Romania’s credit rating outlook was raised to stable from negative by Moody’s Investors Service, which cited macroeconomic stability and lower financing risks. The country’s rating was affirmed.
The eastern European country’s long-term government bond rating was maintained at Baa3, the lowest investment grade and on par with Turkey, India and Ireland, Moody’s said in a statement late yesterday.
“Despite a subdued growth outlook and several changes in government, the fiscal deficit was reduced to 2.3 percent of the gross-domestic product,” Moody’s analysts Atsi Sheth and Bart Oosterveld said in the statement. “Moody’s expects this reduction to contribute to a stabilization in government debt ratios, which underpins the return to a stable outlook on the rating.”
Romania, the European Union’s fastest-growing economy in the fourth quarter last year, embarked in one of the bloc’s toughest austerity programs in 2010 by cutting state wages by a quarter and raising value-added tax. While it’s since maintained fiscal rigor under International Monetary Fund guidance, it hasn’t shed its junk rating at Standard & Poor’s.
The yield on the government’s euro-denominated bonds due 2024 fell six basis points, or 0.06 percentage point, to 3.59 percent in Bucharest yesterday, the lowest since the bonds started trading on April 17, according to data compiled by Bloomberg. The leu gained 0.4 percent to 4.4488 per euro yesterday, the biggest gain in more than a month.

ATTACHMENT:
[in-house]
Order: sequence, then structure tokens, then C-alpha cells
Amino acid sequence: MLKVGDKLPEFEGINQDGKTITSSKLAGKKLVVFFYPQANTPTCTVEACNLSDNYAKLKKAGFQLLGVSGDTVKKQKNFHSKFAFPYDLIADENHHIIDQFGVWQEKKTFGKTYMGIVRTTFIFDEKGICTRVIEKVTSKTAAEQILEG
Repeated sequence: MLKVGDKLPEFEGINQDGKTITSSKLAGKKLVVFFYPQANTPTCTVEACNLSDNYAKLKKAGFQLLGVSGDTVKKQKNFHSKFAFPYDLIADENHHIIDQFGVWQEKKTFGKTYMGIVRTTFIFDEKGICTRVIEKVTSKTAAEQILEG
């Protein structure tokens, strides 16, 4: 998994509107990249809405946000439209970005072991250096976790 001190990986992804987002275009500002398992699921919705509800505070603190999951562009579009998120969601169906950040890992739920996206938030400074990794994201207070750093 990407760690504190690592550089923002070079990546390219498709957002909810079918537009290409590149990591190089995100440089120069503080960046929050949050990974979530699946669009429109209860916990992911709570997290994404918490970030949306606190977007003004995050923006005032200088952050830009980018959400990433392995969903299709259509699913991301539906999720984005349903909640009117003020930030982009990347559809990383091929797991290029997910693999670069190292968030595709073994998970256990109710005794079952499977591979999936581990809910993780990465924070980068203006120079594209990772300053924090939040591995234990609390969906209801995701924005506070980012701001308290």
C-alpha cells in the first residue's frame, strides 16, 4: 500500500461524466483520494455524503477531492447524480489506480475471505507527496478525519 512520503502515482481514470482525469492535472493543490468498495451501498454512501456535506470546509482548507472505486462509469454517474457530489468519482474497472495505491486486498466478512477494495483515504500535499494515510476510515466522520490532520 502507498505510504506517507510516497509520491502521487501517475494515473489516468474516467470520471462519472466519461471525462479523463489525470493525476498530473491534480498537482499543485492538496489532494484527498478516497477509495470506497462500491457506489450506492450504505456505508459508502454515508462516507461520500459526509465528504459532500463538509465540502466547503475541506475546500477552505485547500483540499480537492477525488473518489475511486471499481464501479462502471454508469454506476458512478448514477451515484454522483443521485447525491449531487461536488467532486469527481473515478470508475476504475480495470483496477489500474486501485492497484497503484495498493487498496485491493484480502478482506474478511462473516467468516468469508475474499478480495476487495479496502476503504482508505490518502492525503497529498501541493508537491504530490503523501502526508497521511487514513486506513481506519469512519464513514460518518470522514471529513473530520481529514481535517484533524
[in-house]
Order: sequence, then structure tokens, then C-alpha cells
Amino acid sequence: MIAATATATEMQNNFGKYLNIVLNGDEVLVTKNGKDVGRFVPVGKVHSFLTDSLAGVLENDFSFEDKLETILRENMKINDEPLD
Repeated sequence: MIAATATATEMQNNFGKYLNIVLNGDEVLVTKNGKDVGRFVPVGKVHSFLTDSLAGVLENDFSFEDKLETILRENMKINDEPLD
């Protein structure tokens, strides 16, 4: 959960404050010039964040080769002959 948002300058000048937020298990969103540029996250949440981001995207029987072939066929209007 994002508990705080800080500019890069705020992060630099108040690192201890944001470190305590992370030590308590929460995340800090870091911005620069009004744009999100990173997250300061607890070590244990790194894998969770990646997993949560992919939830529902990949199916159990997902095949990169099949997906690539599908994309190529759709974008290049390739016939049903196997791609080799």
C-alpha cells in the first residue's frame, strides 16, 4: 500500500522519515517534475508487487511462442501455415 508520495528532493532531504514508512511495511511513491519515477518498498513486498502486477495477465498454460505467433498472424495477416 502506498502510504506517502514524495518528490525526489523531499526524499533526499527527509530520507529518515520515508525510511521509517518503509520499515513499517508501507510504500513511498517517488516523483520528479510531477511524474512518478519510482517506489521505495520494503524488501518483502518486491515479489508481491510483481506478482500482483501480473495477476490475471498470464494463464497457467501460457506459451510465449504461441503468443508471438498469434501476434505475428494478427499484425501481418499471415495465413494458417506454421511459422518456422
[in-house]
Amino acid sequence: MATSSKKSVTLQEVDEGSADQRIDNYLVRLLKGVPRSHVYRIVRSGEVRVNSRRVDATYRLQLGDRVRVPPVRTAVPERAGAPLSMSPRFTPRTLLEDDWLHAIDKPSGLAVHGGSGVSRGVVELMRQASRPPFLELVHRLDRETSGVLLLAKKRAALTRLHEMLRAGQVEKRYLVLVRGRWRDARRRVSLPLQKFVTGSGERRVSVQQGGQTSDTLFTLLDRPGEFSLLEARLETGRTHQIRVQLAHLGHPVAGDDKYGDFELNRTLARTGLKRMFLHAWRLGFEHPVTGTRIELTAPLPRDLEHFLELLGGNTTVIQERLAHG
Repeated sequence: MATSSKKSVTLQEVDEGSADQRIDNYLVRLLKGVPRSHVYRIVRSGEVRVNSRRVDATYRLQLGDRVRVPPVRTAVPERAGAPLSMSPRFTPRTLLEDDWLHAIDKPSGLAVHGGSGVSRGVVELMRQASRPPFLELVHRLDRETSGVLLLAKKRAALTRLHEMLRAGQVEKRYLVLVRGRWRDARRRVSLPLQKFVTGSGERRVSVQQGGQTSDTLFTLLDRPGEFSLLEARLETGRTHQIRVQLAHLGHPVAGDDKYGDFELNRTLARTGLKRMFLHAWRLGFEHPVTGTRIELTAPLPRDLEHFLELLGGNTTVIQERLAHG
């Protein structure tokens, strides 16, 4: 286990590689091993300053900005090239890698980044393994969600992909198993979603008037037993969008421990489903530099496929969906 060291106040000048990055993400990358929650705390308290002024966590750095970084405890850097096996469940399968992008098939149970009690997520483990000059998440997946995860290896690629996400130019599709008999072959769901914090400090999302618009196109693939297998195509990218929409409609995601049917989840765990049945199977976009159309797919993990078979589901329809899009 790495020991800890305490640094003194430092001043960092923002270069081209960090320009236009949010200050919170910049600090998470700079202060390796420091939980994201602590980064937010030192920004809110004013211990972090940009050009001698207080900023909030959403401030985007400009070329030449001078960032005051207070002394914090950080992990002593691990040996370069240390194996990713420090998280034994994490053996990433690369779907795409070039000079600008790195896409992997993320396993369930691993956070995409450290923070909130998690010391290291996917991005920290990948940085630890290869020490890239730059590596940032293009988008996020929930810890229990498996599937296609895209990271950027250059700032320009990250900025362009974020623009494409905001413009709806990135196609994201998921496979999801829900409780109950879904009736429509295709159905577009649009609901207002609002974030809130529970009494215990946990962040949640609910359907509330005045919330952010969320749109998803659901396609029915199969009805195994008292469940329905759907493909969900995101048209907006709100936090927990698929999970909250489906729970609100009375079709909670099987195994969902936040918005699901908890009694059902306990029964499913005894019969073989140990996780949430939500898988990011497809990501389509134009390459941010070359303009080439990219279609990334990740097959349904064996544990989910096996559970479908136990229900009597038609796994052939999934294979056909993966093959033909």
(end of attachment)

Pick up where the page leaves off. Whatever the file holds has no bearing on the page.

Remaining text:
“Over the medium term, Moody’s expects Romania to continue along the path of income convergence with wealthier EU trading partners, supported by competitive wages and future policy measures to enhance productivity and the operating environment and these developments support a stable outlook on the rating,” Moody’s said in the statement.
Romania’s GDP accelerated to the fastest since 2008 in the fourth quarter of 2013 to 5.4 percent from a year earlier, driven by exports, industry and a bumper harvest.
“Although growth rates are unlikely to return to pre-crisis levels over the next two years, Moody’s expects the current pace of growth to be sustainable as policy efforts support export competitiveness and investment,” according to the statement.
Moody’s may increase Romania’s credit rating once the country shows a pronounced acceleration in GDP growth, an improvement in external debt, lower government financing risks and greater efficiency in the state-owned sector.
The country’s rating may decline if the government reverses fiscal consolidation or the country’s competitiveness declines. Also a worsening of the balance of payments may push the rating down, Moody’s said.